Have you ever seriously pissed off your in laws? A couple of years ago, I started investigating a murder in my wife's family. Why would I do something so stupid? Well, partly because I've come to suspect that the woman who was killed is haunting the house I grew up in.


There was a weight in the beard, like somebody was in it. I woke up because my bed was shaking. So it would be like shake shake, shake, shake, shake, shake, shake, shake shake shake shake shake shake shake shake.


But mainly because I think someone in the family might have got away with murder. And my in laws, well, they're not exactly thrilled about it.


You are deconstructing an age old story.


We're going to be more traumatized by.


This podcast than we were about the murder. I'll tell you that.


There is going to be blowback.


I'm Tristan Redmond, and from wandery and Pineapple Street studios, this is Ghost Story, a podcast about the things that come back to haunt us. Follow Ghost story on the Wandery app or wherever you get your podcasts. You can binge all episodes of Ghost Story ad free right now by joining wandery.


Plus, why, hello there. Welcome to Radio Rental. If you're new around here and haven't heard, I'm your host, Terry Carnation. On Radio rental, we play tapes of the scariest true stories you've ever heard. That's right. We've got real scary stories told by the people that actually experienced them. We've got stories of paranormal peril, near death experiences, stitches in the spacetime continuum, and more stories like these.


This person was looking for me. They start to take these long strides towards me. I was freaking out.


We started seeing it everywhere we went. It would be sitting there watching us.


I've never ran so fast in my life.


And it's all set right here at Radio rental, the video rental shop of your worst nightmares. Radio rental is available now. Listen, one week early and ad free on tenderfoot.


Plus, you.


Are a loser. Losing is your business. It's what you do best.


I've won a lot of fights. Really?


You've been on your back more than I have.


That's Sally Field and Tommy Lee Jones in a classic Gary divorce scene from Backroads, a 1981 film that few have probably seen and few probably will, because it's not a great movie. It shouldn't have been that way. Backroads began with an acclaimed original screenplay by Gary DeVore. It's one that he wrote in his 30s after he'd quit Hollywood and was living with his wife, Maria Cole, in a farmhouse in Massachusetts. Gary developed it from an original idea, and when he returned to Hollywood in the late 70s, after his marriage to Maria had ended, the script became a sensation in the film industry. Gary sold it to Martin Ritt, one of the great directors of the 20th century. And Sally Field, who just won an Oscar, signed on to star. But Backroads became one of those films with all the right ingredients that just never gelled. And failure of this film would help set Gary on the path to becoming the rewrite king for action films. But Backroads also serves as a compelling example of how the CIA can crop up anywhere in a person's life. It was on this film that Gary first met CIA officer Chase Brandon.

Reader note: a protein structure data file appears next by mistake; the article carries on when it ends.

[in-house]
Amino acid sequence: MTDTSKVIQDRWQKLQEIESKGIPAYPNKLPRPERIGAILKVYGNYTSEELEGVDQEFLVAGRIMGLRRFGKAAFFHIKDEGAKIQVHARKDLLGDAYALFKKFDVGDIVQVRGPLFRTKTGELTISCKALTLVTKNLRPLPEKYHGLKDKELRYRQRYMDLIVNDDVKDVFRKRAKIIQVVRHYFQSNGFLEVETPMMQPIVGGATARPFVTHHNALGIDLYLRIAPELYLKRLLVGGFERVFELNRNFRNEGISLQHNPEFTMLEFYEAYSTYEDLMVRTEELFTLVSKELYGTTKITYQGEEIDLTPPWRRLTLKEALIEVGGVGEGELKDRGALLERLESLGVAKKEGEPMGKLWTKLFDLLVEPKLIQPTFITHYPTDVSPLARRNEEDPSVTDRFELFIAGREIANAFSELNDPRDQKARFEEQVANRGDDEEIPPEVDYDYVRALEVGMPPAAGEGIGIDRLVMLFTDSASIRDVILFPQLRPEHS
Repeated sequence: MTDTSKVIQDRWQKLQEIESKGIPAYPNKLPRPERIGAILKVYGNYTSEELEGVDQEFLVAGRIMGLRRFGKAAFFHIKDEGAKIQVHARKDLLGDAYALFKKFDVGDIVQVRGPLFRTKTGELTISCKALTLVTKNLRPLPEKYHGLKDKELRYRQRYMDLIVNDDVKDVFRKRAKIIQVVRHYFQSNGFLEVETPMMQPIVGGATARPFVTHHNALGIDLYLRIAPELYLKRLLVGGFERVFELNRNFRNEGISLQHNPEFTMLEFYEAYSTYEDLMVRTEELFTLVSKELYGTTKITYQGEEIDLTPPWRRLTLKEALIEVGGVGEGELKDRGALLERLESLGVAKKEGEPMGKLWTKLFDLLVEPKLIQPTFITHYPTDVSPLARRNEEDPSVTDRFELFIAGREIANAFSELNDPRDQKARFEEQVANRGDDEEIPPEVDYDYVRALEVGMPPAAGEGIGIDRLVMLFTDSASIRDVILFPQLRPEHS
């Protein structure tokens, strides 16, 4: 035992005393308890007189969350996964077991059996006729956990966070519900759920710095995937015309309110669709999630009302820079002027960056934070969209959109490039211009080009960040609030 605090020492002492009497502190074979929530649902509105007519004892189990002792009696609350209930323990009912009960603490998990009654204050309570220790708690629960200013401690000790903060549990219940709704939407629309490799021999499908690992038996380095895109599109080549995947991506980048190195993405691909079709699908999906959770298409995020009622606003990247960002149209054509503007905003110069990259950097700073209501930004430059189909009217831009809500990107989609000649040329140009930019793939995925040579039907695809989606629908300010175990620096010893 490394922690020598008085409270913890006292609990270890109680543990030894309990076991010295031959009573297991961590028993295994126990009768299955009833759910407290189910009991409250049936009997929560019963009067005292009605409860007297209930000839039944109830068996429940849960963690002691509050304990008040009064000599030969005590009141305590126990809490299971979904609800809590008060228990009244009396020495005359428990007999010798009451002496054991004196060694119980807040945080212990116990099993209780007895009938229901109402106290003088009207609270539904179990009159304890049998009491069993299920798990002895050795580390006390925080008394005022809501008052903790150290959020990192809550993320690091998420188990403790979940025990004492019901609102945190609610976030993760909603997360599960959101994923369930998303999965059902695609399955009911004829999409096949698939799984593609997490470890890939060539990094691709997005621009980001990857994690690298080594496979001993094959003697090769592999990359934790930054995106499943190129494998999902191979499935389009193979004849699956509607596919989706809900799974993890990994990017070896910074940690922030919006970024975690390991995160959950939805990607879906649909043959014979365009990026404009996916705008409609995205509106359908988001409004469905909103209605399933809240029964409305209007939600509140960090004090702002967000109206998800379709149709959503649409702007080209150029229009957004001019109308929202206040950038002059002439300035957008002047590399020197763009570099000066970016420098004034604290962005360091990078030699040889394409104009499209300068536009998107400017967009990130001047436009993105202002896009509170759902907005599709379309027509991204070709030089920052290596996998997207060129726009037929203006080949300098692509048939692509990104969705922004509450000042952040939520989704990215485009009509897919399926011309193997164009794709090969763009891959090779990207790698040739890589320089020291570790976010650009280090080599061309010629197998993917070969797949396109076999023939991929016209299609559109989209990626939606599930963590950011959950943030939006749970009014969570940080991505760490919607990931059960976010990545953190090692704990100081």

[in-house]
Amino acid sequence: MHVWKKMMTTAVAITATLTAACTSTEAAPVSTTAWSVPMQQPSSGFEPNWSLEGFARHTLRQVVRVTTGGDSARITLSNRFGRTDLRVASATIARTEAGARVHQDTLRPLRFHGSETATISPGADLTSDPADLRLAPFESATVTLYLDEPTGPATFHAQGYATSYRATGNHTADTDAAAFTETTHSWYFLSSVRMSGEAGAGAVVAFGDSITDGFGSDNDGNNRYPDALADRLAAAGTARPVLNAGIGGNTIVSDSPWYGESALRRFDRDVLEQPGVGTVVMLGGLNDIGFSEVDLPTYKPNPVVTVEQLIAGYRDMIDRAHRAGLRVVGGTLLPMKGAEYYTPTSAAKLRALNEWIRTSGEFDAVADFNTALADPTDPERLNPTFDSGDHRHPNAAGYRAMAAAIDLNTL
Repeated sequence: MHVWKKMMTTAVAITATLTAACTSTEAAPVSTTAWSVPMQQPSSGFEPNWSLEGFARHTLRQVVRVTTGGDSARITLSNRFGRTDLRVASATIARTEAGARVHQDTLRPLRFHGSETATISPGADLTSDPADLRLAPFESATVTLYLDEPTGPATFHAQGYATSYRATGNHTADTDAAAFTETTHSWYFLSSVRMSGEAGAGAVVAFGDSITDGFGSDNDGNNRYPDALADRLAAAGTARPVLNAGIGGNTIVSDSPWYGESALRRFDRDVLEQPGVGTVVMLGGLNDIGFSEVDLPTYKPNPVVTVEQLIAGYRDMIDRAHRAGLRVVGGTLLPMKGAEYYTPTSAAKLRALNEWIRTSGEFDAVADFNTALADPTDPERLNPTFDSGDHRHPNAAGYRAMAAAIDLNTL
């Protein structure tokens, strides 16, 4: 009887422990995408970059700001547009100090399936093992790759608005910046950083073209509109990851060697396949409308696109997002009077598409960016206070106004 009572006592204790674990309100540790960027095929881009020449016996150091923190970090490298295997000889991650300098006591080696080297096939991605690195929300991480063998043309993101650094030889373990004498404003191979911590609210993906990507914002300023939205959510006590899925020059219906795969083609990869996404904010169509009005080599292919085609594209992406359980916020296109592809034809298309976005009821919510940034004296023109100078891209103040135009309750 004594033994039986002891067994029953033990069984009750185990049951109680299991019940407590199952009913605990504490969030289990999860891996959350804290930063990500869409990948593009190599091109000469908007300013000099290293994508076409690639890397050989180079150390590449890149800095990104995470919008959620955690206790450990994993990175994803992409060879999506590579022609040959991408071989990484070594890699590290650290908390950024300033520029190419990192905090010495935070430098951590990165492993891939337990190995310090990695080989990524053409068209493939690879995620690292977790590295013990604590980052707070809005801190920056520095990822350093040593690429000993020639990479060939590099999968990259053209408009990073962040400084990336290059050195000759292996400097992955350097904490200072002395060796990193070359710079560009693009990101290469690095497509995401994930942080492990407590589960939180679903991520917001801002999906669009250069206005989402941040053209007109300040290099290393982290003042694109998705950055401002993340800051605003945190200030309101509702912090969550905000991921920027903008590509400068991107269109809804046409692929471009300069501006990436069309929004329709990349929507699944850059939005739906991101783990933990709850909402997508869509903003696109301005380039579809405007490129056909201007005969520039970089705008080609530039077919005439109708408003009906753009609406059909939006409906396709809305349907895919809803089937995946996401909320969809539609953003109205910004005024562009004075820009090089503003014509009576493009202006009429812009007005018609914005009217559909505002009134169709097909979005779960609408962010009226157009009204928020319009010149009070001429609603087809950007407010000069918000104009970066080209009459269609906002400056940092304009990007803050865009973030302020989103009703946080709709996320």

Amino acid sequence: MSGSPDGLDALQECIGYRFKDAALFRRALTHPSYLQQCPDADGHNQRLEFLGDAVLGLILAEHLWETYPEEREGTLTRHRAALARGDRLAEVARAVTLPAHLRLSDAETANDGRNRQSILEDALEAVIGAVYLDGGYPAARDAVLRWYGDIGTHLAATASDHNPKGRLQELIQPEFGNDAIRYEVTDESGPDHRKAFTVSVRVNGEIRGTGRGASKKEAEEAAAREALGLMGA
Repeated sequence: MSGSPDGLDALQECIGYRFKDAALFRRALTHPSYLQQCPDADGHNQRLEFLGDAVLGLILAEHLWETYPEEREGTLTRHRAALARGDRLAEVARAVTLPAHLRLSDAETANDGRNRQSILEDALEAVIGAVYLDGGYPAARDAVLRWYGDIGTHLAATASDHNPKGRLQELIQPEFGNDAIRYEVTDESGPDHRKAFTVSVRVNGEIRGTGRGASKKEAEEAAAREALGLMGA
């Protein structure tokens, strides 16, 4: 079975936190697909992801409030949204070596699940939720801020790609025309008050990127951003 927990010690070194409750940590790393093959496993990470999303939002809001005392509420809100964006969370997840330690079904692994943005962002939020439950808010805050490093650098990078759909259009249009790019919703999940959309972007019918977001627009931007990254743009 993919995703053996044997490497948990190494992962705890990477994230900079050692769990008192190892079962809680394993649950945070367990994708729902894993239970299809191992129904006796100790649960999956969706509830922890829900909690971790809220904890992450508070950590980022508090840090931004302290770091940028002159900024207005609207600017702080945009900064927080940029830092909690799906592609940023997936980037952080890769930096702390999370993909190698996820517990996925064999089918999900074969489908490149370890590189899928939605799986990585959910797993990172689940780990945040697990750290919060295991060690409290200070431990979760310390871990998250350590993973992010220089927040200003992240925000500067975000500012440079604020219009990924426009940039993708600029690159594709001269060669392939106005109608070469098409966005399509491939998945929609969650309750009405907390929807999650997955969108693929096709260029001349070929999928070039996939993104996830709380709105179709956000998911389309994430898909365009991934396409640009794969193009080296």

Gary's best friend, David Debin, tells the story of visiting the set in Alabama in 1980.


They were shooting in Mobile, and I came down just to see how it was going. CAFs were staying at the hotel and there was a pool there.


It was common for Gary to bro out with his male leads like arnold Schwarzenegger and Jean Claude Van Damme. And it was heading that way with Tommy Lee Jones on back roads until.


At some point, Gary and Tommy Lee got into some kind of an argument about something, I mean, just out of the know, one of those arguments that just snaps and some people are more ready to have them than others. And the two of them left the pool area and proceeded to have a fist bite.


In old cowboy movies, when two macho guys meet, they always have this big swinging fistfight and then become best friends. According to Devon, that's exactly what happened to Tommy and Gary. And when Tommy Lee Jones had an on set romance that ended with a wedding, after final rap, cast and crew were invited. Tommy asked two men to stand up for him at his wedding gary DeVore and Tommy's cousin, a CIA officer named Chase Brandon.


And that's how Gary met Chase, the.


Same guy who later showed up at Wendy's house. In the days after Gary vanished in.


The CIA's clandestine service, he lived undercover for 25 years. Retired from COVID assignments back in 2006, he still continues to consult with several intelligence community agencies, the Department of Defense, and numerous state and federal law enforcement organizations. In his final assignment, Brandon was a senior staff officer for the director of the CIA, serving as Agency spokesperson and the CIA's official liaison to the entertainment industry. Here he is, back on coast to coast. Chase, how are you? Hey. Good morning, George. How are you?


That's Chase Brandon appearing on coast to coast, a syndicated radio show that airs in the wee hours. It's basically this conspiracy theory love fest. In 2012, sandwiched between alien abductions and paranormal paranoia content, chase opened up to host George Nori about his work in the Agency.